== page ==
Dealing with BIG Injuries

June 03, 2014 Posted By: Barbara Mitchell

This month I am going to talk about how to get through a BIG injury. For someone who is very active in running, cycling, swimming, etc. any time off for an ache or pain seems big. However when something really big happens it can force you to have to stop dead in your tracks for a very long time. Those of us that love to run can think a very long time is a week or two. I am talking about months. Weeks of inactivity, months not running.

stress fracture

For those of you who may follow my blog or twitter feed, you may have found out that I sustained two stress fractures in my hip/pelvis during the Sporting Life 10km. I could talk about what not to do in training so you don’t sustain BIG injuries but I think I have already done that in a previous post. Maybe I should have read it! Instead the following are things I have learned or am continuing to learn when dealing with the injuries that take you out of what you love to do for a prolonged period of time:

  1. Plan BIG injuries for winter. Ok so this is sort of a joke but honestly after the Polar Vortex winter we had the worst time of year to get injured is the month of April or May. Just when things turn nice. Now I will get to the serious stuff :) .
  2. Try your best to get a quick diagnosis. Luckily being a Physiotherapist I had access to quick medical care. A quick diagnostic test and having the understanding of what was wrong. Not everyone has such luxuries but there are a lot of great Sports Medicine Physicians around who you can see and quickly if you need to. They are your best bet for a thorough diagnosis and the appropriate tests if necessary. If you feel big bad pain don’t wait to get it addressed. I have to think that my saving grace in this (albeit still a long recovery) was that I stopped the day it happened. I did not try to ‘work through’ it and knew I needed to see a doctor immediately.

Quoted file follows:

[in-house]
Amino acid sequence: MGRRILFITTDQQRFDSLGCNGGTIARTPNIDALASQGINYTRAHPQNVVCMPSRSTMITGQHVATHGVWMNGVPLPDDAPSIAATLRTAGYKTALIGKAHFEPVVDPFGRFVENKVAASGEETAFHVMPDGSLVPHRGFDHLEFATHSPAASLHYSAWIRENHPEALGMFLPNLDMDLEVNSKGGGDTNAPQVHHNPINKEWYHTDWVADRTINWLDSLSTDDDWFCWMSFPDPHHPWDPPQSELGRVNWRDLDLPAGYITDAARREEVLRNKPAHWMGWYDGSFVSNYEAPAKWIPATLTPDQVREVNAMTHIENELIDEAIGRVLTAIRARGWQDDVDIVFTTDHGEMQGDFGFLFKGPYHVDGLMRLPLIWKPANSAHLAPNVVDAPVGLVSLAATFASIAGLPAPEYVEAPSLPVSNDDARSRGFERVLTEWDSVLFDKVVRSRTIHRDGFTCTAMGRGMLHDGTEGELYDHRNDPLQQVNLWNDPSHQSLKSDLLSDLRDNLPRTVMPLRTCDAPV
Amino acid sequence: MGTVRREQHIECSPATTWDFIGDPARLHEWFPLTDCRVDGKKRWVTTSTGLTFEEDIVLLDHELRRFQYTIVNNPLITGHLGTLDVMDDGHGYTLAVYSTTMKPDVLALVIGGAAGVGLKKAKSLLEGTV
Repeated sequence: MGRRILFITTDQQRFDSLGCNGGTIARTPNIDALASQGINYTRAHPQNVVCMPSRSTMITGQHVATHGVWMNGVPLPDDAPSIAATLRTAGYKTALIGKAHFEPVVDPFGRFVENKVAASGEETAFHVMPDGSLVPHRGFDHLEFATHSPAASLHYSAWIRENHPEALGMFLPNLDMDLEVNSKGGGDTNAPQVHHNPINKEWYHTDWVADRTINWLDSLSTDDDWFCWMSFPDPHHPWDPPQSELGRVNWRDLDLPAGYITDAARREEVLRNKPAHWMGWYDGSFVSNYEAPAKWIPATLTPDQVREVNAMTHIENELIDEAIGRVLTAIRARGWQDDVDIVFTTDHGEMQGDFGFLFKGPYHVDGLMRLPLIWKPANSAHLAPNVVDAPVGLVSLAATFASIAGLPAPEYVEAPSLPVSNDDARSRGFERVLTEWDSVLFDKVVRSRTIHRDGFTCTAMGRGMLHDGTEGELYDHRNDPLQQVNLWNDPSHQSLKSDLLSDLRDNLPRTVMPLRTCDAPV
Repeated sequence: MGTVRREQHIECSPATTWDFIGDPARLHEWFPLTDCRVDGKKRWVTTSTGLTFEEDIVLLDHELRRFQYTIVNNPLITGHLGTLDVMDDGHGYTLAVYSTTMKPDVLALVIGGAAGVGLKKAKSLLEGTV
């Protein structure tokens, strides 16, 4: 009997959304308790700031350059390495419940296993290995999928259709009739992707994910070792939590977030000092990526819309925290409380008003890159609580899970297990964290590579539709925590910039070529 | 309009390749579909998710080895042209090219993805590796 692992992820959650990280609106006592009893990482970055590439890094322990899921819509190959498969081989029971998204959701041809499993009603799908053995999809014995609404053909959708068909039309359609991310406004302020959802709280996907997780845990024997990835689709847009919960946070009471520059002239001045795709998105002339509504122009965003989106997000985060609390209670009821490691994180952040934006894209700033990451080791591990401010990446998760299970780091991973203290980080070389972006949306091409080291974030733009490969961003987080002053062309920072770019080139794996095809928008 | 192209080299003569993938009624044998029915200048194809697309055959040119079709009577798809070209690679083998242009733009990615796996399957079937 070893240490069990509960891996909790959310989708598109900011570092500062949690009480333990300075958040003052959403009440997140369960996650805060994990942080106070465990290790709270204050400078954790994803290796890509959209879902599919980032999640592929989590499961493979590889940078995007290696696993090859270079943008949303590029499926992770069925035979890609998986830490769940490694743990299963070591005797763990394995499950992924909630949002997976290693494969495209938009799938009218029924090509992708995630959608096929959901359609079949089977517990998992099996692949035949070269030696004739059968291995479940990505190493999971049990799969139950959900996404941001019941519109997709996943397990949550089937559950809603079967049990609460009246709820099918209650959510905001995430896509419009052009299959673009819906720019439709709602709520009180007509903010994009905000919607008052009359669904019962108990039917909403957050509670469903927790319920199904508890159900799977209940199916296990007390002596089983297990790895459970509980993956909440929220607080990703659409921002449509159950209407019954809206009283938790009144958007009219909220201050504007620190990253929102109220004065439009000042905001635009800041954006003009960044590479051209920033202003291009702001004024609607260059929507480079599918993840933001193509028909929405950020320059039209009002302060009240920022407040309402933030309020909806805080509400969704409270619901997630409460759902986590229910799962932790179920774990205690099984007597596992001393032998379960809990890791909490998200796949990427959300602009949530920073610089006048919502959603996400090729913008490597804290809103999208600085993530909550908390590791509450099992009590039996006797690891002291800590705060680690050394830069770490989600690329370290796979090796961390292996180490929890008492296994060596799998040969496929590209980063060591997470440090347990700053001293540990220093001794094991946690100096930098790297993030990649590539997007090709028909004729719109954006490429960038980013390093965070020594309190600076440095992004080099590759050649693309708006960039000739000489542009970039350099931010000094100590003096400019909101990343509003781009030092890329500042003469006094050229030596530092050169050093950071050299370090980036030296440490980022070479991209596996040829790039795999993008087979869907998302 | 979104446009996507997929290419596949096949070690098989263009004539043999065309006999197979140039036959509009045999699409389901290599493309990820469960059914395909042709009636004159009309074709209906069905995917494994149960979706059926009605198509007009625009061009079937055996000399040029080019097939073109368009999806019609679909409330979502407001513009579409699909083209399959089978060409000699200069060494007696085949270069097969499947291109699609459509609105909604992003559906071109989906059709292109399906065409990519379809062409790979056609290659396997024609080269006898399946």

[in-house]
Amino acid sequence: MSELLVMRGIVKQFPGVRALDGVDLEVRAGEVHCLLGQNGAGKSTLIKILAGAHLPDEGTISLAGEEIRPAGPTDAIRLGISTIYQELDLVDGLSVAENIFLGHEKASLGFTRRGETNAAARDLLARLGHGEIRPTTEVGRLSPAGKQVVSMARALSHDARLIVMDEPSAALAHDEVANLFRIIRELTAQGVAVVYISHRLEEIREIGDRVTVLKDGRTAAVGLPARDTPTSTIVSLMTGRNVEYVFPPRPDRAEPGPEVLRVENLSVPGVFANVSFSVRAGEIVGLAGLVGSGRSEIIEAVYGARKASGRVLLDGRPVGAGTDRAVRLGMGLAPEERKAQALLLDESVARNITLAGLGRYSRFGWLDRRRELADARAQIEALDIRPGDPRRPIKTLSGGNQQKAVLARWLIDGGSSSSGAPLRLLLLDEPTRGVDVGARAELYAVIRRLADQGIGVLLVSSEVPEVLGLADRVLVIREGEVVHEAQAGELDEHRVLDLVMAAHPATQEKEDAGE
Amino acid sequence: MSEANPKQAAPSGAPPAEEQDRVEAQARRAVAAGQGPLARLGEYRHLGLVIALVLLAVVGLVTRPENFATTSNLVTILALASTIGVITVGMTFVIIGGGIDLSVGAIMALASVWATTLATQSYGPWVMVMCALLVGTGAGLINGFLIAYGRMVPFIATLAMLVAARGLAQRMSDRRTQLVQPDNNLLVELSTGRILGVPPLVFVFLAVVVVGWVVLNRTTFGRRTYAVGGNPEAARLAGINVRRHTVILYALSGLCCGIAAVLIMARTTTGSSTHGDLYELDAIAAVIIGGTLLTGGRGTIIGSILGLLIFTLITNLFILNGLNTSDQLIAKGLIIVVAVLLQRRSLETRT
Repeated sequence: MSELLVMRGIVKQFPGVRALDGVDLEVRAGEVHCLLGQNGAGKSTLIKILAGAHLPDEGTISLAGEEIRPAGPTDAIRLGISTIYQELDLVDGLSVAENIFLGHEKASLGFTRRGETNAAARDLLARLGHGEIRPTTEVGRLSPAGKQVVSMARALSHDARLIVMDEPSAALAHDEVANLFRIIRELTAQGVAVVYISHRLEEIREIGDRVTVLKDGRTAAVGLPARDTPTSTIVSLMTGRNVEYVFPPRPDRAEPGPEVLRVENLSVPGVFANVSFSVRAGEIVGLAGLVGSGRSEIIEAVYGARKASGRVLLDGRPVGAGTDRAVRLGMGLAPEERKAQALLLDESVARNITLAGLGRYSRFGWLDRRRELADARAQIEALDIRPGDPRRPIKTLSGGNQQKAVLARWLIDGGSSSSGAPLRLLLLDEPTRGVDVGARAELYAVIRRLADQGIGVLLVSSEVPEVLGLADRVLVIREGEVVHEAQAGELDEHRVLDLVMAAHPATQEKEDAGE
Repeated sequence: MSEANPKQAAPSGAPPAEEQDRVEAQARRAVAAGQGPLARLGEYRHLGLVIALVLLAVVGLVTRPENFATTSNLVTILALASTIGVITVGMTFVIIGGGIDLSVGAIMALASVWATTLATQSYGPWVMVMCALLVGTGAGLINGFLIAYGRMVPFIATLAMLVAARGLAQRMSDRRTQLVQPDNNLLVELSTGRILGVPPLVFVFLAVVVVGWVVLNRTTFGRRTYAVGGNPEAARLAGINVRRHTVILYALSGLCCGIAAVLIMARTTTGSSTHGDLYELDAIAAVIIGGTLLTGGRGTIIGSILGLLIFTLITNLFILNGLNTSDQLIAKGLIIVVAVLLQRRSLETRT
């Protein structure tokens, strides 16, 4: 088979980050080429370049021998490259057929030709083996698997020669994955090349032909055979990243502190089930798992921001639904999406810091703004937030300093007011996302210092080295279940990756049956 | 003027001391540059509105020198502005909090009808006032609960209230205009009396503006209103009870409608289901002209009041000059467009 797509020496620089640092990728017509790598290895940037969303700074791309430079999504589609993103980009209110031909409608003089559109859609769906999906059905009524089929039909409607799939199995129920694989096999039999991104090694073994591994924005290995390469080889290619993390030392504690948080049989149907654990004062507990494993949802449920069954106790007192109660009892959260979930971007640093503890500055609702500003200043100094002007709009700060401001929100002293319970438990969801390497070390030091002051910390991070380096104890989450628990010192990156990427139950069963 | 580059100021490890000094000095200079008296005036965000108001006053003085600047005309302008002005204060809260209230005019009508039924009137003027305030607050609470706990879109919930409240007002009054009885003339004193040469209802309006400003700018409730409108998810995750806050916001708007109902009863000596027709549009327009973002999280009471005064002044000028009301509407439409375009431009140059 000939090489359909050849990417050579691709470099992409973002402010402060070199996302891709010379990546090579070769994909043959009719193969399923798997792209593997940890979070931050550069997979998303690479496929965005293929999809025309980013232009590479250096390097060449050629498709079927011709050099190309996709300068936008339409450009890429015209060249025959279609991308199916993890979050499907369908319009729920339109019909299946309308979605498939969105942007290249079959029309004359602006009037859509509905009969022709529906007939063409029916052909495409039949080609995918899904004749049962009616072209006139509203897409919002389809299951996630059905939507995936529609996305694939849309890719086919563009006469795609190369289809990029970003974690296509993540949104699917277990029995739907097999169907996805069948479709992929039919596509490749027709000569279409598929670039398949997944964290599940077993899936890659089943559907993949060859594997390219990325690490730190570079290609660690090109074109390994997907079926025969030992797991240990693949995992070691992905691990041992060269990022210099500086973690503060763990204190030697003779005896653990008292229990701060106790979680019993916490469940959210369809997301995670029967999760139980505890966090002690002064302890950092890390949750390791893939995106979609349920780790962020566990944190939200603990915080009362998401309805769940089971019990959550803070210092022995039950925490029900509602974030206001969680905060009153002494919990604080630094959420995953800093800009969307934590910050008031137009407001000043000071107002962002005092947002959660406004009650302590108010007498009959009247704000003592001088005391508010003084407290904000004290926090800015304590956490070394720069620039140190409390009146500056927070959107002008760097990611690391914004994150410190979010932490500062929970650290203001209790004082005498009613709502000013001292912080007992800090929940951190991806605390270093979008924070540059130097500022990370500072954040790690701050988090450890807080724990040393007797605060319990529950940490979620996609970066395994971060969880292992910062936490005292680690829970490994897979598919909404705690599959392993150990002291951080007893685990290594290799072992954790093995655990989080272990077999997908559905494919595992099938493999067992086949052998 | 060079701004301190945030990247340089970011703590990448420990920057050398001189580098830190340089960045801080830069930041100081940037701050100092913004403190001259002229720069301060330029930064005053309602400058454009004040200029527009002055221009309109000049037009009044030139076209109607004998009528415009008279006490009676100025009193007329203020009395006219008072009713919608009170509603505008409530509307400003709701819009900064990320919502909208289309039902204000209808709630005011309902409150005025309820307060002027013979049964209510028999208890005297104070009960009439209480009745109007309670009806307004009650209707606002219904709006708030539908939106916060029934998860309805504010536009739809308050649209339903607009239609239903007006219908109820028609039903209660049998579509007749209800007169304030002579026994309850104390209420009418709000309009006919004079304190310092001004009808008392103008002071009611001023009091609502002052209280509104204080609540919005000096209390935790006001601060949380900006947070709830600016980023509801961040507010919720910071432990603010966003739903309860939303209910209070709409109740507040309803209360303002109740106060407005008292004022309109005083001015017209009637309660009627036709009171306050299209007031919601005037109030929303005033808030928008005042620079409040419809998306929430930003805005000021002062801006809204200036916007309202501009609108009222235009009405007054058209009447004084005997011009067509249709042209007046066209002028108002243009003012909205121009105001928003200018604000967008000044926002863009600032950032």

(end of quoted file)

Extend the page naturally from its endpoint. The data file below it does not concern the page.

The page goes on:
3. Get a good medical team behind you. This may be multidisciplinary. Sports Med Doctor, Physiotherapist/Chiropractor/Osteopath/Massage Therapist (one or a combination of these to help you rehab properly), Sports Psychologist (this can really help with the mental aspects of losing your athlete identity, an objective person who will listen to you and help you with techniques to be mindful, deal with the disappointments and any other issues which may be affecting your ability to deal with the injury).
  4. Connect with athletes who have experienced similar injury. I have to admit I am always looking to hear about others experiences and to see how they handled their adversity and time off both physically and mentally. I got some wonderful emails from 4 professional Triathletes. Amazing emails with great advice on how to find the silver linings. How this is all part of being an athlete and to treat the recovery the same way I treat my training. With focus and determination and goals for recovery. The number one tip was that magic P word…..yes Patience! So hard but I re – read these emails almost daily to remind myself that these great athletes made it through prolonged time off and not only did they live to compete another day but they also came back faster and stronger!
  5. Stay off Google! This is a biggie. Everyone loves Google. Especially runners. My clients tell me all the time they look up their injuries on Google and it said ‘x, y and z’. I tell them to stay off Google. What did I do when I got these stress fractures? Googled and way too much. My lowest points of the day were when I got on to those runners forums and saw the horror stories of year long recoveries, never running again, recurrences etc. What a way to throw your positive thoughts of healing and goals for yourself out the window. Stay off those forums! The only positive thing I got off Google was the articles on the pros that I emailed.